Michael Dworkin, MD
What medical equipment should you buy for med school and clerkships?
Updated: Jul 31, 2018
Ophthalmoscope? Stethoscope? Pen lights? Reflex hammers? Tuning forks? Where to begin? Read on!
You have to buy a lot of stuff for medical school. Unfortunately, there are an overwhelming number of options, and you may be told to buy things you don't truly need.
Here, I'll simply the options and tell you what you should and should not buy.
Most popular: 3M Littmann Cardiology III. I bought this stethoscope and have been happy with its performance. I wish it were more lightweight.
Lighter weight option: 3M Littmann Classic III.
Another, even lighter, option: 3M Littmann Lightweight II. If I could go back in time, I'd probably buy one of these.
All the above are great choices and are very popular. Go with the cardiology if you're interested in cardiology or internal medicine. Otherwise, I'd go with the classic or the lightweight.
I recommend getting your stethoscope engraved so as to prevent it being lost or stolen.
A solid pen light is super helpful in medicine. Ideally you'll find one that is super bright, durable, and has replaceable AA or AAA batteries. Disposable pen-lights do not meet any of these criteria. Here is the penlight I recommend. It seems to be very popular among neurologists.
Neurologists love their reflex hammers, and they're not all created equally. A heavier Tromner style hammer really will help you elicit better reflexes and perform a more reliable neurologic exam.
If you want a super cheap option that probably suffices, I'd recommend this one.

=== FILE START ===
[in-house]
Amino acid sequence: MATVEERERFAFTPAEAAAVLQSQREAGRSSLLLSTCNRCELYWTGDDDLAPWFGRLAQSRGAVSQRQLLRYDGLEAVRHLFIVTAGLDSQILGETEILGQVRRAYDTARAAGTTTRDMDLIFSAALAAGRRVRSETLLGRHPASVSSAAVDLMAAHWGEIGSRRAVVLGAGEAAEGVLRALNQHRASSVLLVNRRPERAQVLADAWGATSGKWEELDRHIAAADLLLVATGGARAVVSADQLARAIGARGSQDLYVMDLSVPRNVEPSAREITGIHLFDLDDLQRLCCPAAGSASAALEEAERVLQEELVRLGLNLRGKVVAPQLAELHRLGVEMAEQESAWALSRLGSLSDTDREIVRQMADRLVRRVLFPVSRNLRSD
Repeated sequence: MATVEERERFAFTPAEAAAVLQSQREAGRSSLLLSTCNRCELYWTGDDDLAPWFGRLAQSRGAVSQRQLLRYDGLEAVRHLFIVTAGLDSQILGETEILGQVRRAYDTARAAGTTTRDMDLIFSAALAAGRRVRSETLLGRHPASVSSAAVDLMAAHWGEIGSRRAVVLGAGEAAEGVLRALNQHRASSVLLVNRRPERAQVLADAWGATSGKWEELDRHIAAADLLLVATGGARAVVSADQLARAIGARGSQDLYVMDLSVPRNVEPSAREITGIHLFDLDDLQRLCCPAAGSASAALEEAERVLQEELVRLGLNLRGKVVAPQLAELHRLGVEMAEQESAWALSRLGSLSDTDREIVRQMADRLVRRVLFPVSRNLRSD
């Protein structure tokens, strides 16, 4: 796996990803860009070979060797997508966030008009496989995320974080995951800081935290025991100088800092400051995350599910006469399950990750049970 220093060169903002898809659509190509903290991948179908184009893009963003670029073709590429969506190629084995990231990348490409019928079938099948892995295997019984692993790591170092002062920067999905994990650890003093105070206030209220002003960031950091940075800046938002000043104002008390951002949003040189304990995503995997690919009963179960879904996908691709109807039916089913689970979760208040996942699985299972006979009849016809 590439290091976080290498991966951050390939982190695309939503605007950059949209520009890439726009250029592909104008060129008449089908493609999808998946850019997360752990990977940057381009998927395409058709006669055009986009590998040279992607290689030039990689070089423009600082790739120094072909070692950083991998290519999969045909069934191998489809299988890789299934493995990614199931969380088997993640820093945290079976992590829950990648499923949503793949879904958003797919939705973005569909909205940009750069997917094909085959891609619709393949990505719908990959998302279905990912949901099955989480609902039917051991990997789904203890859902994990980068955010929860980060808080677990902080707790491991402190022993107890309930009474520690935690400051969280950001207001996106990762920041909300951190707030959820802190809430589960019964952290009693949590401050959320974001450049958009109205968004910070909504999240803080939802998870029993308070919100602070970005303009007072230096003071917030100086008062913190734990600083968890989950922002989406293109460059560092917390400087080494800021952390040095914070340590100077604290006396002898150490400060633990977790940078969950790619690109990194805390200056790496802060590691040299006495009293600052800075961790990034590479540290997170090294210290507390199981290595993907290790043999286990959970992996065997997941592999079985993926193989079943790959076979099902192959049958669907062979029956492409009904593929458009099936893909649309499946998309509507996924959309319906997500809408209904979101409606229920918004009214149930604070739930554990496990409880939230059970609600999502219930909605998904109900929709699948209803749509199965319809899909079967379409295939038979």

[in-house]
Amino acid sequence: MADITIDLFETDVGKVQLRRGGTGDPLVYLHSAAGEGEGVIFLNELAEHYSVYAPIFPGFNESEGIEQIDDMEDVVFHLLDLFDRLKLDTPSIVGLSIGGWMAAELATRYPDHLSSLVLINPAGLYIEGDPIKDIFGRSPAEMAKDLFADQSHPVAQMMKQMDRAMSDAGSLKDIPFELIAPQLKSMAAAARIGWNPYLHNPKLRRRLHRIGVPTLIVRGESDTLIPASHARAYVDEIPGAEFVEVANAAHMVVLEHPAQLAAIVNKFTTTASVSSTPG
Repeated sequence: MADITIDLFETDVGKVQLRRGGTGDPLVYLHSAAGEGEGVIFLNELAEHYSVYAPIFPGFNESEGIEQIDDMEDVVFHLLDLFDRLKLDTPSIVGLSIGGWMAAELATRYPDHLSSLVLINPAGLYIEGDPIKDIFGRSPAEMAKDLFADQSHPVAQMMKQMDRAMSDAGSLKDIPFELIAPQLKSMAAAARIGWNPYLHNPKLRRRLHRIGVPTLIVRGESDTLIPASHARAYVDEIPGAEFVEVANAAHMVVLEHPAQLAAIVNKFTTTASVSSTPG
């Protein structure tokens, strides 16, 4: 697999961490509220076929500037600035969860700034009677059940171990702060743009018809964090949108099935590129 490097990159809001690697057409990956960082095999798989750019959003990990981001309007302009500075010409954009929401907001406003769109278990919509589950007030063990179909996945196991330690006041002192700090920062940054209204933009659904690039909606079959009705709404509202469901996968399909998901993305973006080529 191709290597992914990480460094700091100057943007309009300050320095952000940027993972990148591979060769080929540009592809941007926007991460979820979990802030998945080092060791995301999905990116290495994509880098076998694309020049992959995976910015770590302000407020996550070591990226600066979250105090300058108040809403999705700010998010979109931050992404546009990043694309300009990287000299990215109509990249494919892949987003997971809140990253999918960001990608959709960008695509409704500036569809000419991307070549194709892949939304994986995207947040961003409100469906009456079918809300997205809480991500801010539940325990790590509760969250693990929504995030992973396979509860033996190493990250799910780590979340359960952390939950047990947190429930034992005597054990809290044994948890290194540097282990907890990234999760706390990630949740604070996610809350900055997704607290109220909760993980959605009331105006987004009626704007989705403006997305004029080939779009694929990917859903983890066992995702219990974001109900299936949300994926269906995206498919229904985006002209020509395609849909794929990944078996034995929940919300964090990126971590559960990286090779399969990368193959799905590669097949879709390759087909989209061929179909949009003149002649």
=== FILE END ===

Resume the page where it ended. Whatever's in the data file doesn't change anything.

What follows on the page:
I recommend buying a 128C tuning fork for use during your neurology clerkship. Here is a good pick. You do not need any other frequency of tuning fork.
Pens, Pencils, and Erasers
A trusty mechanical pencil will help you write up your H&Ps on the wards and allows you to erase and revise as needed. You might consider buying an eraser pen if your mechanical pencil eraser wears out. A solid pen or even a multi-pen is a good addition to any white-coat and will help you organize and prioritize your written notes and memos during hectic days on wards.
A watch will help you stay on time during a hectic clinical day. I recommend something digital and water resistant such as the Casio F-91W.
While you may have been told you need to buy one, you really, really, don't. Examination rooms are equipped with otoscope-opthalmoscopes. If you plan on making house calls as a future pediatrician, neurologist, or ENT surgeon, investing in a solid otoscope-opthalmoscope such as the Reister Mini or the Welch Allyn Diagnostic Set, might be worth it.